Are there particular aspects, period adjustments, or conceptual settings in this production apart from a conventional staging of the opera?
For this production, we are paying homage to 1947 and the founding of the Music Academy. There are two time frames that we see in the opera: The first one is 1947, as mentioned, and the second one goes back further into the history.
You have had some exciting opera conducting projects recently, including Matthew Aucoin’s Eurydice at the Met (and Aucoin spent time working at the Music Academy in recent years). Do you think that opera, for one, signifies or augurs a healthy new era for contemporary opera?
This was the second time I worked with Matthew Aucoin, and I am a big fan of his music. He has a really unique way of connecting different musical languages. In his music, I find elements of minimalism and 12-tone technique that are incredibly poetic and colorful. His use of orchestra colors is equally special, and during both of our collaborations I have found myself being incredibly moved by his writing.
Eurydice was a very interesting project where the ensemble onstage retained the ensemble quality of the play, and the orchestra provided the elements that informed us about characters, created worlds, and further gave us a chance to read our own interpretations into it. The vocal as well as the orchestral writing is virtuosic, and one can find nods to the operatic canon in his writing, which I think means that the writing is expanding and reflecting our time.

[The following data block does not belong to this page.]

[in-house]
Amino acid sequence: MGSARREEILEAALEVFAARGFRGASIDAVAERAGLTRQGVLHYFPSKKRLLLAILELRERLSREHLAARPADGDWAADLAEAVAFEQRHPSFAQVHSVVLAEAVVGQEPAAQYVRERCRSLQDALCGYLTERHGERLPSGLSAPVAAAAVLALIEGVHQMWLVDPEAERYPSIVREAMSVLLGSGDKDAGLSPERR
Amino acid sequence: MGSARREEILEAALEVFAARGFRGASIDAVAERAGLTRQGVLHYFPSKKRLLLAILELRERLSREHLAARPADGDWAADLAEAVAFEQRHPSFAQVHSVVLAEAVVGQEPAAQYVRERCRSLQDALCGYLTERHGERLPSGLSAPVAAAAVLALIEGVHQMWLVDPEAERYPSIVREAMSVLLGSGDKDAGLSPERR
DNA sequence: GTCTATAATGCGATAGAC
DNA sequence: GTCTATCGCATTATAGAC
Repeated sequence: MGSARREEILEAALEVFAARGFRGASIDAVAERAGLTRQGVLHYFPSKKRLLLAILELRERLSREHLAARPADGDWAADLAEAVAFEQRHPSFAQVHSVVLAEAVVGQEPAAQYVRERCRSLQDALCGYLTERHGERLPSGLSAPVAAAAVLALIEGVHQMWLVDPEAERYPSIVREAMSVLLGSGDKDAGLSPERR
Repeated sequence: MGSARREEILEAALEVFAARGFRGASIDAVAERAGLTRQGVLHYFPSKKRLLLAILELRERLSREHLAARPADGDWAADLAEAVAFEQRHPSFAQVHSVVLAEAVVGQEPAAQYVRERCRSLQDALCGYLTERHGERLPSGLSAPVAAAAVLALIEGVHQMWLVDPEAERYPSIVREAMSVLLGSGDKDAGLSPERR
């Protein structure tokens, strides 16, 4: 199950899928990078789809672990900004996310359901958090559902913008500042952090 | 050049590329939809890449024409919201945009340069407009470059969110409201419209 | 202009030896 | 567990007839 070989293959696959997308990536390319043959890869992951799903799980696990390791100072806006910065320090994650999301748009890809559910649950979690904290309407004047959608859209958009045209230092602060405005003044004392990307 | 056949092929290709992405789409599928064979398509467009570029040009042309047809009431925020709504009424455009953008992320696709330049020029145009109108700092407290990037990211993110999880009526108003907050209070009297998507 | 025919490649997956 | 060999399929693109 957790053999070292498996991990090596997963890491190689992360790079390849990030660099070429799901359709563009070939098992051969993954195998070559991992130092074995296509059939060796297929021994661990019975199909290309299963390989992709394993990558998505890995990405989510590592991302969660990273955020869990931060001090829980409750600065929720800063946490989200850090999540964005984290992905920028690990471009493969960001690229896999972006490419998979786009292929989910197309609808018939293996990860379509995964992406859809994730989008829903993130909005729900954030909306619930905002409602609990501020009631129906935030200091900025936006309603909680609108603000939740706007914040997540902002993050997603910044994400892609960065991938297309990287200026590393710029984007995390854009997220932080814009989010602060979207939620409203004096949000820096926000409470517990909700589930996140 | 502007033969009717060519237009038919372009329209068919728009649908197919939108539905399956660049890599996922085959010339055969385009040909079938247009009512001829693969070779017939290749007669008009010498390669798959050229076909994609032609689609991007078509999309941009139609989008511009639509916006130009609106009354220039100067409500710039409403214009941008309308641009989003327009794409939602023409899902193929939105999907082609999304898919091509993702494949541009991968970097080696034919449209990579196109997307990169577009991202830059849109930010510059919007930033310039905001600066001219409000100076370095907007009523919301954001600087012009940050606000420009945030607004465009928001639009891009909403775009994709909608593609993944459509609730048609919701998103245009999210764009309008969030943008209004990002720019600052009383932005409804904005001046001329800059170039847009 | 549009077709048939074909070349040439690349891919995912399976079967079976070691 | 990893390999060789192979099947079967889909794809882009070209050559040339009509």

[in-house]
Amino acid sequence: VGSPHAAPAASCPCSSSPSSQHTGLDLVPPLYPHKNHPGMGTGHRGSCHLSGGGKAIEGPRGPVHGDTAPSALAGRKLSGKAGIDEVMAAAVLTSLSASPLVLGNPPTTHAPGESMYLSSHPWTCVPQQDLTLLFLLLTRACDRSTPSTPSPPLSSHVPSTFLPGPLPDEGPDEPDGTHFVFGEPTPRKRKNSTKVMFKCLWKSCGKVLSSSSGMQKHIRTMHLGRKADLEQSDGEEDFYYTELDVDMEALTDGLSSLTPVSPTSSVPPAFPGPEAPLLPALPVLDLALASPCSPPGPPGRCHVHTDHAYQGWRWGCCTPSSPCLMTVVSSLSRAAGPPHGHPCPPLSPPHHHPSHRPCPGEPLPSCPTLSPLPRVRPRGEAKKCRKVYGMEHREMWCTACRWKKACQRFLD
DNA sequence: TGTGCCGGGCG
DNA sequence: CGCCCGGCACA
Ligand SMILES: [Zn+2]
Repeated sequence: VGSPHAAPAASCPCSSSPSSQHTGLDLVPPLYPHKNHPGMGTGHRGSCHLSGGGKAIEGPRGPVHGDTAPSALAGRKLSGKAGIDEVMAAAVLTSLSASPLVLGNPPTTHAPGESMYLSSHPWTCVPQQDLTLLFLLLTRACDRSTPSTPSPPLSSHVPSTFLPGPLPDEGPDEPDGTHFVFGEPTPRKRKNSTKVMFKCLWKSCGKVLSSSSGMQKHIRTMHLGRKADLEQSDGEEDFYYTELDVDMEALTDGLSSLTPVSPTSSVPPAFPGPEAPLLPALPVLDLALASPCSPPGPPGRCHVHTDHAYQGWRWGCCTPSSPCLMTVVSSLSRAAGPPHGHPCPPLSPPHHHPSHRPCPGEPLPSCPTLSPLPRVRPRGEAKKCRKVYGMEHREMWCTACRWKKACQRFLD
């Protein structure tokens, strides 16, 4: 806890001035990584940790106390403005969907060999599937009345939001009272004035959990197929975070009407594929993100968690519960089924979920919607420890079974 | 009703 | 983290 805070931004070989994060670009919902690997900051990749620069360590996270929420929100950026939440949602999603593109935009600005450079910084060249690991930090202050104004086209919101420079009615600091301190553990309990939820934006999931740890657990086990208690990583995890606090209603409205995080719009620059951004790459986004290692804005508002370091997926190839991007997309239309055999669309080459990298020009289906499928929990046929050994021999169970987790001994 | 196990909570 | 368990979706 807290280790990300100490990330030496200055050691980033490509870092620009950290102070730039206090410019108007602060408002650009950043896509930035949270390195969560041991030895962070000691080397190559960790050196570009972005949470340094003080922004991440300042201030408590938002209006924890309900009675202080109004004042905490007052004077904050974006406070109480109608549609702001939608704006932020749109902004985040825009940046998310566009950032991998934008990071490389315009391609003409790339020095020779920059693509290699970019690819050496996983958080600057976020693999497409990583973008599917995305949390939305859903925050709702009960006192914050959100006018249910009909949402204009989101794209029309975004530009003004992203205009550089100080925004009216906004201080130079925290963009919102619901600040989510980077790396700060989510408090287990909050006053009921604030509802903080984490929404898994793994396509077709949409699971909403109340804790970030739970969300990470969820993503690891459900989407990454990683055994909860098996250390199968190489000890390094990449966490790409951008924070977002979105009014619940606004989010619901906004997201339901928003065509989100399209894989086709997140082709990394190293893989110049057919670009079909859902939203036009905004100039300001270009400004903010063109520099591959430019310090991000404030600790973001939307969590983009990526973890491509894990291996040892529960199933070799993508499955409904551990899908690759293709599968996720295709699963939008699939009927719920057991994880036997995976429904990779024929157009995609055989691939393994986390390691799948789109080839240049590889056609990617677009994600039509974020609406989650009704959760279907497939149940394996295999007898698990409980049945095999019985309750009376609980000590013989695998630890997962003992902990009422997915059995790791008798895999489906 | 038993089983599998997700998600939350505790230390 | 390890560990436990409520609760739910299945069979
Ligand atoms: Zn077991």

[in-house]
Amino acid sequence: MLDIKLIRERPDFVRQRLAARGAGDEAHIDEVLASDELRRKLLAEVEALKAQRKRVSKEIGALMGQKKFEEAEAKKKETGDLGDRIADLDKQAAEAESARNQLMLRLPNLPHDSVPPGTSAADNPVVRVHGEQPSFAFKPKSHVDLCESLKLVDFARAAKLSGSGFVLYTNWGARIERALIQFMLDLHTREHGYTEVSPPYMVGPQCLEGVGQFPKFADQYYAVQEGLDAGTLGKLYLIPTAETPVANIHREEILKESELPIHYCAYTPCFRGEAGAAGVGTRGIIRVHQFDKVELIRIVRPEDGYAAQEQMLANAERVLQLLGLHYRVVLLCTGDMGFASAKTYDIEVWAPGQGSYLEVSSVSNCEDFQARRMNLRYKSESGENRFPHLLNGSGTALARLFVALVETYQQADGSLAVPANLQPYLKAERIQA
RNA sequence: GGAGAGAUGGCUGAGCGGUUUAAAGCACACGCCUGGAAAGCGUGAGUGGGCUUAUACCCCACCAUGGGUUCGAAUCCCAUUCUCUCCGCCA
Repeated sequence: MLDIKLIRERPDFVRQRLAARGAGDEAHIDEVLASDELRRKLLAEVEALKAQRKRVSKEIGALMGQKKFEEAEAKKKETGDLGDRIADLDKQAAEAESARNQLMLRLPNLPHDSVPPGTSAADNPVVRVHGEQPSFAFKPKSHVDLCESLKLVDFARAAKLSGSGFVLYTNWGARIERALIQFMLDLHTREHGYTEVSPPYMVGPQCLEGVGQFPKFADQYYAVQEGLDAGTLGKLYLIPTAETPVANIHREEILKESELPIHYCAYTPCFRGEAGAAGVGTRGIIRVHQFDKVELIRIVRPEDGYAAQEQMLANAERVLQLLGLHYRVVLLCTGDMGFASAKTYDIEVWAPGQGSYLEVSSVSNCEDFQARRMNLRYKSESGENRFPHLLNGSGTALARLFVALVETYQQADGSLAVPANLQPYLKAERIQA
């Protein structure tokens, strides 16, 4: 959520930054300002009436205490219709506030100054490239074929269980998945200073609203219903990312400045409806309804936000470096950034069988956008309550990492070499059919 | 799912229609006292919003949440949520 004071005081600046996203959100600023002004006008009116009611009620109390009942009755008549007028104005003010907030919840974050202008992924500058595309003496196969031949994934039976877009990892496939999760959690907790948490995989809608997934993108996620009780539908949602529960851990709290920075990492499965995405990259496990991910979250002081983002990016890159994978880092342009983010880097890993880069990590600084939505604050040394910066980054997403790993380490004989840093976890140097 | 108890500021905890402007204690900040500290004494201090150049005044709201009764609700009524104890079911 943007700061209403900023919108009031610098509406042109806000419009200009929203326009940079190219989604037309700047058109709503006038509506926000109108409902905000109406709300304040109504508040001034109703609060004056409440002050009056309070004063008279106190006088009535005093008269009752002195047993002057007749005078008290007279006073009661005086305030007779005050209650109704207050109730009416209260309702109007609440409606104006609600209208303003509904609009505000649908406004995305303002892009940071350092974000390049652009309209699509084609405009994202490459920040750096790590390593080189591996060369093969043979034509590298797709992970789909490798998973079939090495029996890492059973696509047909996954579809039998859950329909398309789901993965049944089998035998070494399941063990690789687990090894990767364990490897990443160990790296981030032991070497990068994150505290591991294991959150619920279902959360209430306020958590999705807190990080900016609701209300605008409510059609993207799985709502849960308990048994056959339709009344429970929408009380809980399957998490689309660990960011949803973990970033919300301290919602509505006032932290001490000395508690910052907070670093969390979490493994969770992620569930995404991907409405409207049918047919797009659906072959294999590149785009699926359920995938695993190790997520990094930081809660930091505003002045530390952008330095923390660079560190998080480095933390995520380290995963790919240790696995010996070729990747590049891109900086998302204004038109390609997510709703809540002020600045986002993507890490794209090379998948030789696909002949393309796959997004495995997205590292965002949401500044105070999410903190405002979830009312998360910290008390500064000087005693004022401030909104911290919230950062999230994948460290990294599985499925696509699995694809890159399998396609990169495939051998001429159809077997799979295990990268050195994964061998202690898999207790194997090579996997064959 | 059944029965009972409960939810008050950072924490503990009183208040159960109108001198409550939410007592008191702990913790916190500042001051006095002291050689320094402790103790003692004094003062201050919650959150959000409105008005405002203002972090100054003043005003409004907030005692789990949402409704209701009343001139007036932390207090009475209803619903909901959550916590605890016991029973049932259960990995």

You also conducted Terrence Blanchard’s Fire Shut Up in My Bones, an important barrier-breaking opera opening the last season at the Met, for the Chicago Lyric Opera. I wondered if your work in jazz helped you in getting into the bones, so to speak, of that particular project.
I think so. In addition to understanding the style of Fire Shut Up in My Bones and Terrence Blanchard’s writing, it was really helpful when working with the jazz combo, which functions almost like a continuo element throughout the opera. Additionally, I was always thinking about the sound of the orchestra from the perspective of jazz bands from the past and their sounds, and how that can get translated into a modern-day opera orchestra.
What are the conducting projects coming in the next season that you are particularly looking forward to?